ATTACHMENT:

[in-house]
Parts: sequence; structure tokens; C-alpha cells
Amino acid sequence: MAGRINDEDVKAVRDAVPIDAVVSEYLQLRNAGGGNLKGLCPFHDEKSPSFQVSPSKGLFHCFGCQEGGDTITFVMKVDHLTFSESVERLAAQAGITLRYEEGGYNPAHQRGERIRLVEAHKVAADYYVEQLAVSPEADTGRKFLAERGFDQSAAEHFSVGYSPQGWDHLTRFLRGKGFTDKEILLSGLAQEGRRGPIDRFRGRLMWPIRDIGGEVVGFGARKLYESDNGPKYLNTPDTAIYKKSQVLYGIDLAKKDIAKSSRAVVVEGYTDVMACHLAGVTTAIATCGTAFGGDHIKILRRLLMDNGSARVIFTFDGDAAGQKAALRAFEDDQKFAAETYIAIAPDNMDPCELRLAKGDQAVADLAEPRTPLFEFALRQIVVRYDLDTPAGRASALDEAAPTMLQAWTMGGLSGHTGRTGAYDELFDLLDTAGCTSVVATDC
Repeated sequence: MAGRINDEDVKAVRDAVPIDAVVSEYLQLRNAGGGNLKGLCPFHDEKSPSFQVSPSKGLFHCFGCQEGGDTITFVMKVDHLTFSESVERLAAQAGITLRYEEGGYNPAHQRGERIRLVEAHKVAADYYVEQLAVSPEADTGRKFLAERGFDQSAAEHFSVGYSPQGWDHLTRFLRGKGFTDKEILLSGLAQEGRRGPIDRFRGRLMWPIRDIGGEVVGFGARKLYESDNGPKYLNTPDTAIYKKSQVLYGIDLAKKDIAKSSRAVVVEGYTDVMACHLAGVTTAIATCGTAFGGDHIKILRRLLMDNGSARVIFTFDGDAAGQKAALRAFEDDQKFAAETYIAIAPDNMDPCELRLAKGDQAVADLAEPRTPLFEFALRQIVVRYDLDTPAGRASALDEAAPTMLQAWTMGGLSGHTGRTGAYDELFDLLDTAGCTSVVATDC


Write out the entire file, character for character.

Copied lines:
[in-house]
Parts: sequence; structure tokens; C-alpha cells
Amino acid sequence: MAGRINDEDVKAVRDAVPIDAVVSEYLQLRNAGGGNLKGLCPFHDEKSPSFQVSPSKGLFHCFGCQEGGDTITFVMKVDHLTFSESVERLAAQAGITLRYEEGGYNPAHQRGERIRLVEAHKVAADYYVEQLAVSPEADTGRKFLAERGFDQSAAEHFSVGYSPQGWDHLTRFLRGKGFTDKEILLSGLAQEGRRGPIDRFRGRLMWPIRDIGGEVVGFGARKLYESDNGPKYLNTPDTAIYKKSQVLYGIDLAKKDIAKSSRAVVVEGYTDVMACHLAGVTTAIATCGTAFGGDHIKILRRLLMDNGSARVIFTFDGDAAGQKAALRAFEDDQKFAAETYIAIAPDNMDPCELRLAKGDQAVADLAEPRTPLFEFALRQIVVRYDLDTPAGRASALDEAAPTMLQAWTMGGLSGHTGRTGAYDELFDLLDTAGCTSVVATDC
Repeated sequence: MAGRINDEDVKAVRDAVPIDAVVSEYLQLRNAGGGNLKGLCPFHDEKSPSFQVSPSKGLFHCFGCQEGGDTITFVMKVDHLTFSESVERLAAQAGITLRYEEGGYNPAHQRGERIRLVEAHKVAADYYVEQLAVSPEADTGRKFLAERGFDQSAAEHFSVGYSPQGWDHLTRFLRGKGFTDKEILLSGLAQEGRRGPIDRFRGRLMWPIRDIGGEVVGFGARKLYESDNGPKYLNTPDTAIYKKSQVLYGIDLAKKDIAKSSRAVVVEGYTDVMACHLAGVTTAIATCGTAFGGDHIKILRRLLMDNGSARVIFTFDGDAAGQKAALRAFEDDQKFAAETYIAIAPDNMDPCELRLAKGDQAVADLAEPRTPLFEFALRQIVVRYDLDTPAGRASALDEAAPTMLQAWTMGGLSGHTGRTGAYDELFDLLDTAGCTSVVATDC